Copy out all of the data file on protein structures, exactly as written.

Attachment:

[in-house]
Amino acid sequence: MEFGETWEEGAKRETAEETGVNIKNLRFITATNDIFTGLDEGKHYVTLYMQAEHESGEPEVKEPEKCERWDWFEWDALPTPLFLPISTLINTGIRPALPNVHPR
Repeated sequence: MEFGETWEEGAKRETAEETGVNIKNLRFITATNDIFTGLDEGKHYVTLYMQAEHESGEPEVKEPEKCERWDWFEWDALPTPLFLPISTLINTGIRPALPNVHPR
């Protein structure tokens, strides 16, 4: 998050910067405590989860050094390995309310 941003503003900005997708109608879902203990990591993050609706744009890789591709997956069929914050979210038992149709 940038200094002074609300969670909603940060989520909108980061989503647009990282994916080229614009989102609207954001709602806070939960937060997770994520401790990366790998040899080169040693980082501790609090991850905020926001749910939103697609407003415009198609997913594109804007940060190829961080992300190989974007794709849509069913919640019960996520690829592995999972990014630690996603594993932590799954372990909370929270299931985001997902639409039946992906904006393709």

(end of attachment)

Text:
[in-house]
Amino acid sequence: MEFGETWEEGAKRETAEETGVNIKNLRFITATNDIFTGLDEGKHYVTLYMQAEHESGEPEVKEPEKCERWDWFEWDALPTPLFLPISTLINTGIRPALPNVHPR
Repeated sequence: MEFGETWEEGAKRETAEETGVNIKNLRFITATNDIFTGLDEGKHYVTLYMQAEHESGEPEVKEPEKCERWDWFEWDALPTPLFLPISTLINTGIRPALPNVHPR
């Protein structure tokens, strides 16, 4: 998050910067405590989860050094390995309310 941003503003900005997708109608879902203990990591993050609706744009890789591709997956069929914050979210038992149709 940038200094002074609300969670909603940060989520909108980061989503647009990282994916080229614009989102609207954001709602806070939960937060997770994520401790990366790998040899080169040693980082501790609090991850905020926001749910939103697609407003415009198609997913594109804007940060190829961080992300190989974007794709849509069913919640019960996520690829592995999972990014630690996603594993932590799954372990909370929270299931985001997902639409039946992906904006393709």